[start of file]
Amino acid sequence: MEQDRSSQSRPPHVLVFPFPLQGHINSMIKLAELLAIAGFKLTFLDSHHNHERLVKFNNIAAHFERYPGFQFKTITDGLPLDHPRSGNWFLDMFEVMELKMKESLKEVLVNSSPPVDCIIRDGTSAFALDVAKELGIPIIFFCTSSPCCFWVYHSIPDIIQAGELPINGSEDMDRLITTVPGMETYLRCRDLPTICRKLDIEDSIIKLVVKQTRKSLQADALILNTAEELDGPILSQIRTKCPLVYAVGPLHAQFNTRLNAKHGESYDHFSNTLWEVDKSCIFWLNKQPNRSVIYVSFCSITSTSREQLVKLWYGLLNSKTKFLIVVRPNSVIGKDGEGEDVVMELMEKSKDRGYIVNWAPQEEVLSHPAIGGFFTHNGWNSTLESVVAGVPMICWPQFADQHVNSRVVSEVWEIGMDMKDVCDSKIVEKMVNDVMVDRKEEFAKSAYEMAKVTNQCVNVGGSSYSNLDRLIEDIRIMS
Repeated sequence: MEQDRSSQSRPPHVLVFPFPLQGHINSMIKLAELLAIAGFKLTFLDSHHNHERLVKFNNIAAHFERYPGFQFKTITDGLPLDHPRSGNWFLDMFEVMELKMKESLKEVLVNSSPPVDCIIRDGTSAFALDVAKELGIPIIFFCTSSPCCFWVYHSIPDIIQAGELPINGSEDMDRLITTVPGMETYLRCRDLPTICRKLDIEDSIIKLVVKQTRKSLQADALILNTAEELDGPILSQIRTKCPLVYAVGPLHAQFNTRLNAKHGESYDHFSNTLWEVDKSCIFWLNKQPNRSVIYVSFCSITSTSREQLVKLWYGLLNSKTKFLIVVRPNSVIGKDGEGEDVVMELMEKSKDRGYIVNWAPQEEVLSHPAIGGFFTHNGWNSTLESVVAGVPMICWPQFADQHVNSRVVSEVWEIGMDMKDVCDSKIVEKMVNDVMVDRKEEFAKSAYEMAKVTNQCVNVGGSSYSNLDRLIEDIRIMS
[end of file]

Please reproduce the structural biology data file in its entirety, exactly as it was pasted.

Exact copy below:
Amino acid sequence: MEQDRSSQSRPPHVLVFPFPLQGHINSMIKLAELLAIAGFKLTFLDSHHNHERLVKFNNIAAHFERYPGFQFKTITDGLPLDHPRSGNWFLDMFEVMELKMKESLKEVLVNSSPPVDCIIRDGTSAFALDVAKELGIPIIFFCTSSPCCFWVYHSIPDIIQAGELPINGSEDMDRLITTVPGMETYLRCRDLPTICRKLDIEDSIIKLVVKQTRKSLQADALILNTAEELDGPILSQIRTKCPLVYAVGPLHAQFNTRLNAKHGESYDHFSNTLWEVDKSCIFWLNKQPNRSVIYVSFCSITSTSREQLVKLWYGLLNSKTKFLIVVRPNSVIGKDGEGEDVVMELMEKSKDRGYIVNWAPQEEVLSHPAIGGFFTHNGWNSTLESVVAGVPMICWPQFADQHVNSRVVSEVWEIGMDMKDVCDSKIVEKMVNDVMVDRKEEFAKSAYEMAKVTNQCVNVGGSSYSNLDRLIEDIRIMS
Repeated sequence: MEQDRSSQSRPPHVLVFPFPLQGHINSMIKLAELLAIAGFKLTFLDSHHNHERLVKFNNIAAHFERYPGFQFKTITDGLPLDHPRSGNWFLDMFEVMELKMKESLKEVLVNSSPPVDCIIRDGTSAFALDVAKELGIPIIFFCTSSPCCFWVYHSIPDIIQAGELPINGSEDMDRLITTVPGMETYLRCRDLPTICRKLDIEDSIIKLVVKQTRKSLQADALILNTAEELDGPILSQIRTKCPLVYAVGPLHAQFNTRLNAKHGESYDHFSNTLWEVDKSCIFWLNKQPNRSVIYVSFCSITSTSREQLVKLWYGLLNSKTKFLIVVRPNSVIGKDGEGEDVVMELMEKSKDRGYIVNWAPQEEVLSHPAIGGFFTHNGWNSTLESVVAGVPMICWPQFADQHVNSRVVSEVWEIGMDMKDVCDSKIVEKMVNDVMVDRKEEFAKSAYEMAKVTNQCVNVGGSSYSNLDRLIEDIRIMS